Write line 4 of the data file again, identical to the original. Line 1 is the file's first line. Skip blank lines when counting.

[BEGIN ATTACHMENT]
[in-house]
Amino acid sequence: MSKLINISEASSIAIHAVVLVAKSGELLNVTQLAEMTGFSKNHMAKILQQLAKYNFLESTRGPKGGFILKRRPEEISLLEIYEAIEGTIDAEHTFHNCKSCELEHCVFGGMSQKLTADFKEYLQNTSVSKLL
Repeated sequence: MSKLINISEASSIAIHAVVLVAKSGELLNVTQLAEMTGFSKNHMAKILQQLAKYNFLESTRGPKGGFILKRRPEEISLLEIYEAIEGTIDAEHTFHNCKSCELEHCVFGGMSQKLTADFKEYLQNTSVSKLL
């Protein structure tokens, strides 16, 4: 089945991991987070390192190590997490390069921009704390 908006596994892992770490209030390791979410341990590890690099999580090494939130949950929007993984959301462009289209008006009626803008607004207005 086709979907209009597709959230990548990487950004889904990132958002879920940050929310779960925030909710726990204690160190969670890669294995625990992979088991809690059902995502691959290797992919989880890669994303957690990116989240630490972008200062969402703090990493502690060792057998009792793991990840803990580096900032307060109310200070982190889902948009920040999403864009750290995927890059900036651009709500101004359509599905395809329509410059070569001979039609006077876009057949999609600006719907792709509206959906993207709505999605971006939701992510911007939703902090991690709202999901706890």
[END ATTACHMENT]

């Protein structure tokens, strides 16, 4: 089945991991987070390192190590997490390069921009704390 908006596994892992770490209030390791979410341990590890690099999580090494939130949950929007993984959301462009289209008006009626803008607004207005 086709979907209009597709959230990548990487950004889904990132958002879920940050929310779960925030909710726990204690160190969670890669294995625990992979088991809690059902995502691959290797992919989880890669994303957690990116989240630490972008200062969402703090990493502690060792057998009792793991990840803990580096900032307060109310200070982190889902948009920040999403864009750290995927890059900036651009709500101004359509599905395809329509410059070569001979039609006077876009057949999609600006719907792709509206959906993207709505999605971006939701992510911007939703902090991690709202999901706890």